TL;DR - Sometimes I get an impression that there are people who got "promoted" to Senior Developer even before releasing anything to production ... Clearly the length of tenure is not the key determinant here, but neither should be the 100% memorizing of given framework's / library / language's full syntax. There are certain much important qualities that may be harder to assess, but in fact
TL;DR - These are not just great times to be a Software Engineer - it's even better to be a Software Engineering Manager. Plenty of open development opportunities help in shaping your own, individual professional profile. Physical world borders are far less constraining in that industry. True engineering expertise (& individuals who can apply it within whole organization) gets noticed & appreciated. And
TL;DR OSS has conquered the world, forcing even the biggest players of commercial software market to adjust their strategy to this fact. But the original idea of OSS has got somehow twisted in the meantime: everyone uses it, without feeling obliged to contribute. What is more, consumers expect flawless quality, but rewards for providing this quality are very ephemeral (so very few take
TL;DR Software Development technology adoption lifecycle is susceptible to the same rules that apply to any other high-tech. Market success is not guaranteed by sheer innovation, technical excellence or even product capabilities - it does require certain qualities, but also favorable market situation & adaptable product marketing (adjusted to cycle stage). In fact, vast majority of technology novelties we so adore (and already
Disclaimer: I'm writing these words just few days before the official release of Visual Studio 2017 RTM & about 2 months before the release of .NET Core 2.0. Hence you may find this post a bit pre-mature, but actually timing is on purpose - I'd like to make a stone-cold summary before all the marketing hype & another wave of rising hopes ...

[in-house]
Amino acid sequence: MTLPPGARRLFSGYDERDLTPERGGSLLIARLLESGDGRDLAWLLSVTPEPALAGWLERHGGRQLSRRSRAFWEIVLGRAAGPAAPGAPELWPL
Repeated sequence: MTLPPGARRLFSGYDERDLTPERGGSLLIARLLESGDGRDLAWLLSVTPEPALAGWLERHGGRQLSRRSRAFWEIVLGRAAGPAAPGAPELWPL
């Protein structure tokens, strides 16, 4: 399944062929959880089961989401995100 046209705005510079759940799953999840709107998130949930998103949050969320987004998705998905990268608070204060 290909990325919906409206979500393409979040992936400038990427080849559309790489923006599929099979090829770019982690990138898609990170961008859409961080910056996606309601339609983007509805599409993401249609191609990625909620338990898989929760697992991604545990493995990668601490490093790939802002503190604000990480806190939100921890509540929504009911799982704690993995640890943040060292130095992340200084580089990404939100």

TL;DR Some time ago I've declared my little, private war ... War against misleading, illogical & inconsistent depicting of solution architecture by people who either intentionally or due to their ignorance mix simple (yet very different) concepts i.a.: logical view, physical view, functional view. This is the post about this warfare ...
I believe many of you (the ones who work in large enterprise
TL;DR - the word "digital" became a real catch-all in 2016 - everyone wants to digitalize their business, w/o understanding what it truly means: no wonder that it attracts all kinds of impostors, slyboots & other types of consultants ;P - all eager to sell you a "digital" pig in a poke ...
Good wording is priceless. Well chosen brand tagline or catchy
_Disclaimer: this post is not intended to provoke or troll anyone. The idea isn't to present any language / paradigm as better or worse than any other. I have friends who prefer (& use on the daily basis) all the technologies mentioned below - I respect all of them as not only great guys but also top-notch professionals.
TL;DR - modern Functional Programming is
TL;DR - learning new programming language's syntax doesn't make you able to properly (& fully) utilize its potential as each language comes with something much harder to learn: its own idiomatic identity - unique expressive power that determines constructs & patterns strongly preferred (optimal by design) in this particular language.
These are great times for being a software engineer. There are so many
TL;DR - commoditization of agile methods have brought a shift in thinking about managers' role & leadership in general, industry seems enchanted with idea of servant leadership, self-organizing teams & Management 3.0. But ... in fact the most successful examples of leadership represent a category of "scoundrel leaders" - ruthless, narcissistic manipulators who subdue everything (& everyone) to their vision & style. Let's
TL;DR - time is the only resource we can't get back or recover, so I've perfected my way to optimise its (personal) utilization. But I've went too far - as it has appeared, over-tuning own life has several negative consequences I wasn't aware of. Learn from my mistakes.
These of you who know me in person now that I'm 100% sane ;). I have
Part I can be found here.
TL;DR - maybe thinking in "processes" is a relic of traditional, policy-driven, hierarchical enterprise? Decentralised model, based on business events & reactions tends to have some advantages & seems to match modern architecture principles better. WHAT IF we ditch BPM completely?
Is there a better way?
There are at least few scenarios that seem to fit modern